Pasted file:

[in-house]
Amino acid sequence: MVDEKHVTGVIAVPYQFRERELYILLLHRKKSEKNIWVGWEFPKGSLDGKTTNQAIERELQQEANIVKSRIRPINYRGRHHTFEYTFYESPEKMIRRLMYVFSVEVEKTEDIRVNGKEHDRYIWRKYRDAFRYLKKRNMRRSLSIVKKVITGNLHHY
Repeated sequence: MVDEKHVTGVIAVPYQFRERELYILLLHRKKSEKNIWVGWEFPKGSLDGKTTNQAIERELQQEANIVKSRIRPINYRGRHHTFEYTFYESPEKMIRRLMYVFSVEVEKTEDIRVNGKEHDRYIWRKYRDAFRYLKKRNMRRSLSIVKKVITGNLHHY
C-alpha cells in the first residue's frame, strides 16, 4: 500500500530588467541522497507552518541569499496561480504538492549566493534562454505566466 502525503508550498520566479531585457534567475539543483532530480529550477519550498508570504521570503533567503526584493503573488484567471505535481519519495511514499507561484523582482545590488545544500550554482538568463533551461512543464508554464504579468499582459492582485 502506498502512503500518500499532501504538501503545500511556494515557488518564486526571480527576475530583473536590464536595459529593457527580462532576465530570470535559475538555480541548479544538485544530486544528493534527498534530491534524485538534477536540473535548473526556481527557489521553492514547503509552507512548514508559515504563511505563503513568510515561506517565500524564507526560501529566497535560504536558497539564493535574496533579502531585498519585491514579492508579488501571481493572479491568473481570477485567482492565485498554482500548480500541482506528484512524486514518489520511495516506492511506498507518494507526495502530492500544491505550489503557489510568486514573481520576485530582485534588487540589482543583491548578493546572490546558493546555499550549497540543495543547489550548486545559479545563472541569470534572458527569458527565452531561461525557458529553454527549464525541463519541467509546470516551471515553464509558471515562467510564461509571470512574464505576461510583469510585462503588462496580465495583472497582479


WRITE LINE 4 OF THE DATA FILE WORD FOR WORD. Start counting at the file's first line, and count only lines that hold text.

C-alpha cells in the first residue's frame, strides 16, 4: 500500500530588467541522497507552518541569499496561480504538492549566493534562454505566466 502525503508550498520566479531585457534567475539543483532530480529550477519550498508570504521570503533567503526584493503573488484567471505535481519519495511514499507561484523582482545590488545544500550554482538568463533551461512543464508554464504579468499582459492582485 502506498502512503500518500499532501504538501503545500511556494515557488518564486526571480527576475530583473536590464536595459529593457527580462532576465530570470535559475538555480541548479544538485544530486544528493534527498534530491534524485538534477536540473535548473526556481527557489521553492514547503509552507512548514508559515504563511505563503513568510515561506517565500524564507526560501529566497535560504536558497539564493535574496533579502531585498519585491514579492508579488501571481493572479491568473481570477485567482492565485498554482500548480500541482506528484512524486514518489520511495516506492511506498507518494507526495502530492500544491505550489503557489510568486514573481520576485530582485534588487540589482543583491548578493546572490546558493546555499550549497540543495543547489550548486545559479545563472541569470534572458527569458527565452531561461525557458529553454527549464525541463519541467509546470516551471515553464509558471515562467510564461509571470512574464505576461510583469510585462503588462496580465495583472497582479